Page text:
Friday, March 1, 2024

Officials in California have asked not to eat raw oysters from Mexico because of possible infection

Health officials in Southern California are warning people to avoid eating raw oysters imported from Mexico after more than 200 people recently fell ill with suspected cases of norovirus.

The Los Angeles County Department of Public Health reported more than 150 suspected cases of stomach illness linked to raw oysters, while in San Diego County, health officials said Thursday they had 69 confirmed and probable cases. Other cases were reported in Orange, Riverside, San Bernardino, and Ventura counties.

The US Food and Drug Administration (FDA) issued an initial warning on January 11 about oysters coming from an area in the Mexican state of Sonora, which borders the Gulf of California. That announcement was based, at least in part, on the findings of an investigation by San Diego County health officials.

The FDA on Wednesday issued another warning against eating oysters from Laguna Guerrero Negro and Laguna Manuela, both on the Pacific coast of Mexico’s Baja California peninsula. On the same day, the agency also updated the first warning about Sonora to include a second place where oysters are harvested: Estero Morúa.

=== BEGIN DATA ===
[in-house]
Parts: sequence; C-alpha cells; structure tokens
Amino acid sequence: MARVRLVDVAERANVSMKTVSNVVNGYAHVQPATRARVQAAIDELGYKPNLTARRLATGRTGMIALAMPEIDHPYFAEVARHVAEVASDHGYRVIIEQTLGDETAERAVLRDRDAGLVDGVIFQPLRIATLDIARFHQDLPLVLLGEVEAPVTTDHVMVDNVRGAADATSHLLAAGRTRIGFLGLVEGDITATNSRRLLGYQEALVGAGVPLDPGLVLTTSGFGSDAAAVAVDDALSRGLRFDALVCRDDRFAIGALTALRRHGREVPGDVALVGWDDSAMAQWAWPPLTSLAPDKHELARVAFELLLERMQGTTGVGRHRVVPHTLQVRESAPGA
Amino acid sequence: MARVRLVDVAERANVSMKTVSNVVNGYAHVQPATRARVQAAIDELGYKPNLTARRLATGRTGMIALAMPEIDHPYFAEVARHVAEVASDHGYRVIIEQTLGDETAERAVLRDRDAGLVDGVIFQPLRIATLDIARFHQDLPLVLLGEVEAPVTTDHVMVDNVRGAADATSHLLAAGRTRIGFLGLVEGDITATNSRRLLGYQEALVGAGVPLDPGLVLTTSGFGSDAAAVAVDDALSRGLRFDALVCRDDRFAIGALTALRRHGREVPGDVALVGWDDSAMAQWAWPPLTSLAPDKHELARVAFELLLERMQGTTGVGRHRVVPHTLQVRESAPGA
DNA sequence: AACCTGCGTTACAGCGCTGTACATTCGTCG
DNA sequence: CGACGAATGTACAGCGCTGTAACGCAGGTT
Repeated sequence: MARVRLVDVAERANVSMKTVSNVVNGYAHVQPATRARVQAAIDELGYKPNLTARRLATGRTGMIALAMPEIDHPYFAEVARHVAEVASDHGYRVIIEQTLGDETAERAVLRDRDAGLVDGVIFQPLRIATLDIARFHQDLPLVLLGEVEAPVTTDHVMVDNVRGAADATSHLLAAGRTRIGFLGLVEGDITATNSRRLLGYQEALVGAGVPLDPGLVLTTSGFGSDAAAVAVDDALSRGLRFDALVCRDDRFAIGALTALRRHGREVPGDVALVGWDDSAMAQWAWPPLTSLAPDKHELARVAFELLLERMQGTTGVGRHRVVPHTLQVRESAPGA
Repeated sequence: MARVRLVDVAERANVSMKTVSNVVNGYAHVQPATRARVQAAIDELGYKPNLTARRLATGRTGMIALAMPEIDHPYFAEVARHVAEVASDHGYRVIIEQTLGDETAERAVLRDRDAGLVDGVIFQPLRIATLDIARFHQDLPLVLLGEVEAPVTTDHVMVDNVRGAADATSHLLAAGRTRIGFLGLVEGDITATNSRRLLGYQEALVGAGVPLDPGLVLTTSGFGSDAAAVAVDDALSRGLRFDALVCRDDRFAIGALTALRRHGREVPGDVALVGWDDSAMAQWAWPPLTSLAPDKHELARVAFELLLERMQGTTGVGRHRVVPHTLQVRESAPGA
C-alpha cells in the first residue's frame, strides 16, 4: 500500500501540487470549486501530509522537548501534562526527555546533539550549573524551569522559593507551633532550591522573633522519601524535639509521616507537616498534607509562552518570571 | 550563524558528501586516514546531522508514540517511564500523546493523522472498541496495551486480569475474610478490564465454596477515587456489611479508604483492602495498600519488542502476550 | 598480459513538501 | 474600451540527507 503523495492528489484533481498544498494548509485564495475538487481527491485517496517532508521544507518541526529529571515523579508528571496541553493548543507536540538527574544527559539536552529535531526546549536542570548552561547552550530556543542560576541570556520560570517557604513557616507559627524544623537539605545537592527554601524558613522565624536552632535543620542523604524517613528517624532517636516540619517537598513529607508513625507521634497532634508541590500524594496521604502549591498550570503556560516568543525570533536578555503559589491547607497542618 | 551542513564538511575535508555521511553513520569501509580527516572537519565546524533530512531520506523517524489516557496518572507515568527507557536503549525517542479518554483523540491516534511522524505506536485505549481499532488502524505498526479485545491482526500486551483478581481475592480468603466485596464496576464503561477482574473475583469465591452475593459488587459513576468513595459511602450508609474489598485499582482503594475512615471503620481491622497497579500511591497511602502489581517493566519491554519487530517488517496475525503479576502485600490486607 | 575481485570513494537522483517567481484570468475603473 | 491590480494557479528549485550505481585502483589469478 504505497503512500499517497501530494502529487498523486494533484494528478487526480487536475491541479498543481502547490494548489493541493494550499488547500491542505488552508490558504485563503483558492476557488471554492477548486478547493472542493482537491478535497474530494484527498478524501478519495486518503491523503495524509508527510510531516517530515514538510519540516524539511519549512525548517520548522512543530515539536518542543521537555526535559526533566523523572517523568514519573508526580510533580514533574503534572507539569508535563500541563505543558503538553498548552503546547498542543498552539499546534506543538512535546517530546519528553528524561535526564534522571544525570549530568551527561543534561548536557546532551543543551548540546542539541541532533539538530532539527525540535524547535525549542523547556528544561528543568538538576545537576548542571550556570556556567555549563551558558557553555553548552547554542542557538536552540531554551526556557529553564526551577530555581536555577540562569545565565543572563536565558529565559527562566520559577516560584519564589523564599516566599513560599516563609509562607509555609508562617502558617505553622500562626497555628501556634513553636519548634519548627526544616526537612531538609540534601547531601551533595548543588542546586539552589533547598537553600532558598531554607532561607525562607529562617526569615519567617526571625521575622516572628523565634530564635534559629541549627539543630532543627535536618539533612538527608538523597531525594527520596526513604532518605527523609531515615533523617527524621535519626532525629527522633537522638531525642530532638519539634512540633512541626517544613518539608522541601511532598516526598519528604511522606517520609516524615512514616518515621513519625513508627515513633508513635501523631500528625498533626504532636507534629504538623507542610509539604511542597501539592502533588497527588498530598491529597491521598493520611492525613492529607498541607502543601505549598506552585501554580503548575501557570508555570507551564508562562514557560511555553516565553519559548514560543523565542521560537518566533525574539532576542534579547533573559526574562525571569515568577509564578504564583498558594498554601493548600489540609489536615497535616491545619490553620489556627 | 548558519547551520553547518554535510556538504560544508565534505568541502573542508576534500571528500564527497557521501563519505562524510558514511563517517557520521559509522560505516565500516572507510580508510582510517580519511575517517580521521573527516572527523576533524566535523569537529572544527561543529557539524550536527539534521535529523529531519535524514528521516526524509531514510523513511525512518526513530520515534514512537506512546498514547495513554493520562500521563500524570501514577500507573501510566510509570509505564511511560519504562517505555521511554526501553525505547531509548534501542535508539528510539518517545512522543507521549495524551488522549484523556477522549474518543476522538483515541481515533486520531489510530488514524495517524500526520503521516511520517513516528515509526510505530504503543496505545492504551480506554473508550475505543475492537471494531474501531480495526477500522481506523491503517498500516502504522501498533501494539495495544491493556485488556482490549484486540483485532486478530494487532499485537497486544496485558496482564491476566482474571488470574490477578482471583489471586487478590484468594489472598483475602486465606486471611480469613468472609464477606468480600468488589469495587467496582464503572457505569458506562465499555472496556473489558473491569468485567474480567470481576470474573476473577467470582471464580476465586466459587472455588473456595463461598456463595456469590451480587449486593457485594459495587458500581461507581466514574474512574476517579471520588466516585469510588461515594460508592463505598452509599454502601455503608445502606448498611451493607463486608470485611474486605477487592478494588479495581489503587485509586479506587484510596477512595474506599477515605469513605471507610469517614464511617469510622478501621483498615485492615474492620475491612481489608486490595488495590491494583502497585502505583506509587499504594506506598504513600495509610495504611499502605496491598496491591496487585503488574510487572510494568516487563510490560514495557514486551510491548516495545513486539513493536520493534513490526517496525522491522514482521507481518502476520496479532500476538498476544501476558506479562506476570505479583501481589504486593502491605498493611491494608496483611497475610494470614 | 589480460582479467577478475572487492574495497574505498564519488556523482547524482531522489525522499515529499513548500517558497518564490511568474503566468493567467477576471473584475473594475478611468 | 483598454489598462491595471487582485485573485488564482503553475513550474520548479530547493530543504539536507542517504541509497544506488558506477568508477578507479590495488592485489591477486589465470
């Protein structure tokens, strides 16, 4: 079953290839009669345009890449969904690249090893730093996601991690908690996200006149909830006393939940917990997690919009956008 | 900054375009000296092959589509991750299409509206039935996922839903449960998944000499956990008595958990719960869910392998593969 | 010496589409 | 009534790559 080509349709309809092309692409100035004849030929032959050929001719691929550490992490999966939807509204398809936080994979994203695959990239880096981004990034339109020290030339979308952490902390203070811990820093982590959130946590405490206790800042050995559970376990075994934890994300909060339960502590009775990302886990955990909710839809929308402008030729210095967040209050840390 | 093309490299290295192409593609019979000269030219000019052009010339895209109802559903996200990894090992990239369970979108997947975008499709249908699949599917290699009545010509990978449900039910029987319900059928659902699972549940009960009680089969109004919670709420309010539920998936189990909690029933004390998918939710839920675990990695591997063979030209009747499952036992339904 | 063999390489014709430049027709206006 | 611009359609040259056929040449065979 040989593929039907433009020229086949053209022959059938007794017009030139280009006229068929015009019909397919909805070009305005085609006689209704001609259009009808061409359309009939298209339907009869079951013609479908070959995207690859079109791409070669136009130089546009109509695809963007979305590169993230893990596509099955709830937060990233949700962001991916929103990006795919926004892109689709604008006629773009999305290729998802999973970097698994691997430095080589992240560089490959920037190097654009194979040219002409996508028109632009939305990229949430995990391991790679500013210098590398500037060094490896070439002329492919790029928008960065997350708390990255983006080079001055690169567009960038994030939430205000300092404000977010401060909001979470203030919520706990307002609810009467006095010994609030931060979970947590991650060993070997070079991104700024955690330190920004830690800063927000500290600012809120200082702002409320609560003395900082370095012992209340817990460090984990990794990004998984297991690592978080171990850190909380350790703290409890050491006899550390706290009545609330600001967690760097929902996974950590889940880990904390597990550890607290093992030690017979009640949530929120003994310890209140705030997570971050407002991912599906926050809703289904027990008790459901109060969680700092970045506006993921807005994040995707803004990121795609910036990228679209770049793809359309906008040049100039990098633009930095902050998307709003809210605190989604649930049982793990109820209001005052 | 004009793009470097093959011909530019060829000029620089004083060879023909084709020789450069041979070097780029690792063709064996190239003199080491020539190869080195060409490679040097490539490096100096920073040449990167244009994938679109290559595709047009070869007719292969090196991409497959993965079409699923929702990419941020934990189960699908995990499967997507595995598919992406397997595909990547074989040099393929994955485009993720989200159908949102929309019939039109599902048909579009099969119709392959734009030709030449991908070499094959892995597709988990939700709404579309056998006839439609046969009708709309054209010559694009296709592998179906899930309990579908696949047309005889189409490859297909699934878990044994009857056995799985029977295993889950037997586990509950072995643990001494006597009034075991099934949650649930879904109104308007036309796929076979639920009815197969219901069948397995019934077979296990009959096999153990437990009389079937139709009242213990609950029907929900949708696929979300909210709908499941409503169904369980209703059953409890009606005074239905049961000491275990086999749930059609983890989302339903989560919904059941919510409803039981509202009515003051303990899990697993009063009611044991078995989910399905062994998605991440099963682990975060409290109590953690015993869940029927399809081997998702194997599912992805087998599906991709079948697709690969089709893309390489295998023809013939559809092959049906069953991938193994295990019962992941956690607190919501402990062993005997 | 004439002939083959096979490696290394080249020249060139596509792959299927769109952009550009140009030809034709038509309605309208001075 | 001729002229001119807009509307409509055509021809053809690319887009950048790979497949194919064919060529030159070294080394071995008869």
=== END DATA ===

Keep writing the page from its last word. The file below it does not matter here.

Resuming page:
The California Department of Public Health is warning consumers that raw oysters harvested there may be contaminated with norovirus, which can cause diarrhea, vomiting, nausea, and abdominal pain. Other symptoms include fever, headaches, and body aches, according to the FDA.

Health authorities are recommending restaurants discard any oysters imported from Mexico until further notice “due to the increasing number of oyster harvesting sites linked to the disease and the possibility that the other sites are also involved,” he said.

Norovirus cases have been reported in restaurant diners and in people who buy oysters in stores and eat them at home.

People are encouraged to ask where oysters come from before eating them and to wash hands and faces that may have come into contact with contaminated oysters.

All of the oysters involved were harvested in December, and since then, none from the aforementioned areas have been distributed to food establishments in San Diego, according to the county’s statement.

World Nation News Desk
World Nation News Desk
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